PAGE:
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Salmon Gravlax

Serves: Makes 1 (3- to 4-pound) fillet of gravlax; once sliced, it can be portioned into 6 appetizers


  • ½ cup coarse sea salt or kosher salt
  • ½ cup granulated sugar
  • 1 salmon fillet (3 to 4 pounds), skin on and scaled, pin bones removed
  • 10 sprigs dill, coarsely chopped
  • ¼ cup gin


One of the most delicate and least embellished salmon preparations is gravlax, a Scandinavian specialty in which the fish is cured by means of a salt and sugar rub. No cooking is involved. We like to think of this paper-thin sliced raw fish as one step beyond Japanese sashimi. Typically, gravlax is seasoned with fresh dill, a brandy such as Cognac, and spruce sprigs. Not everyone has a spruce tree growing in the yard, so we’ve decided to re-create that woodsy flavor by including gin in our recipe. The gin’s mild juniper berry flavor is a lovely accent with the dill.

Select a 2-inch-deep glass or ceramic baking dish that fits the length of the fish as closely as possible. In a small bowl, combine the salt and sugar and spread half of this mixture on the bottom of the baking dish. Lay the salmon, skin side down, in the dish. Gently rub the remaining salt mixture over the flesh side of the fillet. Spread the dill over the fillet. Slowly drizzle the gin over the fish, being careful not to rinse off the salt cure.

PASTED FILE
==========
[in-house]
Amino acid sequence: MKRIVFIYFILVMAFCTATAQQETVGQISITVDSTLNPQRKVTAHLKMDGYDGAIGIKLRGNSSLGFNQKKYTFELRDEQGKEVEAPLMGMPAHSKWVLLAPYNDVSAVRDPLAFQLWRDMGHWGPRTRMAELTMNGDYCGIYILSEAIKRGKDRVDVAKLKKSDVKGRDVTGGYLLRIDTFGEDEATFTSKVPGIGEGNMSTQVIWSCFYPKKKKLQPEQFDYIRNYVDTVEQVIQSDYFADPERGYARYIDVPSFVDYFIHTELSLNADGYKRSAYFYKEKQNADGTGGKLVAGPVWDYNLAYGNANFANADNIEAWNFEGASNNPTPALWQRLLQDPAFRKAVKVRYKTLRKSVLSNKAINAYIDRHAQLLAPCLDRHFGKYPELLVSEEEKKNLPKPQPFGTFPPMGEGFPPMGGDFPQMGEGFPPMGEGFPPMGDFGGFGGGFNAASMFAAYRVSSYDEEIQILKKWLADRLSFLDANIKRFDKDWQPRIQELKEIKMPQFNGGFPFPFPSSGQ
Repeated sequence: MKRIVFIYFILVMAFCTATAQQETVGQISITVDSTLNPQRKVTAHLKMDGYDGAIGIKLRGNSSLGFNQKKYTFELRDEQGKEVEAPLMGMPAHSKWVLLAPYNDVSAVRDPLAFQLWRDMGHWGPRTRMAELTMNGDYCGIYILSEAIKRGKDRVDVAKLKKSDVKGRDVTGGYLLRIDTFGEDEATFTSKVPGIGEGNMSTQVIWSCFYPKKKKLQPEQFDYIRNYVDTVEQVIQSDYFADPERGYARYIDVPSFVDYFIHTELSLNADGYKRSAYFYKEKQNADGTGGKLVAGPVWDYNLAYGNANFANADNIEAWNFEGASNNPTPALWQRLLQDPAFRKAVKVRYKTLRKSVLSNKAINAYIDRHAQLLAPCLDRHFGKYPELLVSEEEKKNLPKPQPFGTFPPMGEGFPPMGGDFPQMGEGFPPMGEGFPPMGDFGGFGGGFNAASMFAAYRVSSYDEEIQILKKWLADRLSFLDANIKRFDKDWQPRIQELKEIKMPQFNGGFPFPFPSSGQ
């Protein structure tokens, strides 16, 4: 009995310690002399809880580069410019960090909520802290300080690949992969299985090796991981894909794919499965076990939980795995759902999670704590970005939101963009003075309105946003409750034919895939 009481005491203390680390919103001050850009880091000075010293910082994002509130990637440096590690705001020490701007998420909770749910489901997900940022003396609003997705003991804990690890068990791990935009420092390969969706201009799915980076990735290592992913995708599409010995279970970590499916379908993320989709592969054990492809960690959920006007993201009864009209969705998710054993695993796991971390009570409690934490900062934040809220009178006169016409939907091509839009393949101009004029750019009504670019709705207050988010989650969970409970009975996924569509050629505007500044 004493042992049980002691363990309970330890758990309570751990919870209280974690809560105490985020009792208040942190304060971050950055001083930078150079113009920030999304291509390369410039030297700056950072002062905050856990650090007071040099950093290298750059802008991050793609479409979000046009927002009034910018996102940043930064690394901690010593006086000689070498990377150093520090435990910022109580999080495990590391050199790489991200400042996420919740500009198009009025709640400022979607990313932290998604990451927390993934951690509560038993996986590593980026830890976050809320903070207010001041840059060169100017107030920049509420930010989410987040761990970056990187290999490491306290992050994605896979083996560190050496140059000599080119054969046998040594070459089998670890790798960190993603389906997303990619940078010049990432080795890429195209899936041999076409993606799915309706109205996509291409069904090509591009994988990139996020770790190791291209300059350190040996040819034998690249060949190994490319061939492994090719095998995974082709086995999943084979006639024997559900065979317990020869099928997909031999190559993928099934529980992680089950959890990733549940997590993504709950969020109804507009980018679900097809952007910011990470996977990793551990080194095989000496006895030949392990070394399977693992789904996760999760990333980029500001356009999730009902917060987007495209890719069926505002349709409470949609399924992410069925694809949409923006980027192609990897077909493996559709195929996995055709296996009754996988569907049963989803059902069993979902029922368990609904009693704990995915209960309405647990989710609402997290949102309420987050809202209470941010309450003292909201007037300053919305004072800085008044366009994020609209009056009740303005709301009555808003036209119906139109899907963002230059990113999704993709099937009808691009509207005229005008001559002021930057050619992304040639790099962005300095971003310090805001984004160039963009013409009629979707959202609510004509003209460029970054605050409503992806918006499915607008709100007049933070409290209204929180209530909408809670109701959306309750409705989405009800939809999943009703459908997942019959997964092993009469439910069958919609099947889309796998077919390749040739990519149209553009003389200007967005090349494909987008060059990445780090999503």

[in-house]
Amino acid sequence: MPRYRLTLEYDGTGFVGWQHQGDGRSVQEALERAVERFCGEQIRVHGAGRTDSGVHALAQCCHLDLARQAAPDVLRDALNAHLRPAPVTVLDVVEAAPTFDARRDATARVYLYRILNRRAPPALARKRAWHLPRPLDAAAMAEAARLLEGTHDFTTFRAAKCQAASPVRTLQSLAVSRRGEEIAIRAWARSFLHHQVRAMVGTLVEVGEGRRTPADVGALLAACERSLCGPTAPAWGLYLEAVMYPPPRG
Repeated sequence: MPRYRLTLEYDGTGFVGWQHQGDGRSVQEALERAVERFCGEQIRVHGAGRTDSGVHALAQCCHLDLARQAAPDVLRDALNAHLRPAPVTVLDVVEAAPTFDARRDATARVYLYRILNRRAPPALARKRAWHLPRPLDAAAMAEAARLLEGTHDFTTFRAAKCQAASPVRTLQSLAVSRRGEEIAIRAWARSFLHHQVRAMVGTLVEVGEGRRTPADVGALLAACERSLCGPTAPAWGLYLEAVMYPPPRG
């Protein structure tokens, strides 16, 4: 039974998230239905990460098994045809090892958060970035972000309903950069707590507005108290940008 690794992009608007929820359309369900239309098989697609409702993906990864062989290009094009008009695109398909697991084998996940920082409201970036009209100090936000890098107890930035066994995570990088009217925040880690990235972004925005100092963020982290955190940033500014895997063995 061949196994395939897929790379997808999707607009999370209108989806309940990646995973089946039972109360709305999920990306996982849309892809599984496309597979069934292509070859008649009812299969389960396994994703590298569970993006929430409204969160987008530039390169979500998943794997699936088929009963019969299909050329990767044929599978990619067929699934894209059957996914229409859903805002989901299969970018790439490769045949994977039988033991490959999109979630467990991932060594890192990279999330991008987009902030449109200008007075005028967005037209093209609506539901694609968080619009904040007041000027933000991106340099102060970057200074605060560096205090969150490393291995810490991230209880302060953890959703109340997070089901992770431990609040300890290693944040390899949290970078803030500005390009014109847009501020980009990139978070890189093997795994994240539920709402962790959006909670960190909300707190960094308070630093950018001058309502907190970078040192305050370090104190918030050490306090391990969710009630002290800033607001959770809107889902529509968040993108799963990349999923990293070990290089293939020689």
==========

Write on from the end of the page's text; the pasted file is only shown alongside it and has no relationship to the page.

Place a large sheet of plastic wrap directly on top of the fish. Select a slightly smaller baking dish, or some other large, flat object, to rest on top of the fish. Place something that weighs several pounds in the top of the dish. I use full beer bottles set on their sides.

Place the weighted salmon in the refrigerator for at least 2 days or up to 5 days. Turn the salmon over once a day, being sure to weight the salmon after each turn.

Once cured, skin the fillet, and then cut the fillet into ¼-inch-thick crosswise slices. Arrange on a plate, wooden board, or in packages ready for gift giving. Cover tightly and refrigerate.

Storing: Refrigerate, covered, for up to 1 week, or freeze for up to 3 months. (If freezing, wrap the gravlax completely in plastic wrap and then in a double layer of aluminum foil.)

Gifts Cooks Love: Reprinted with permission of Andrews McMeel Publishing, recipes by Diane Morgan, photography by Sara Remington

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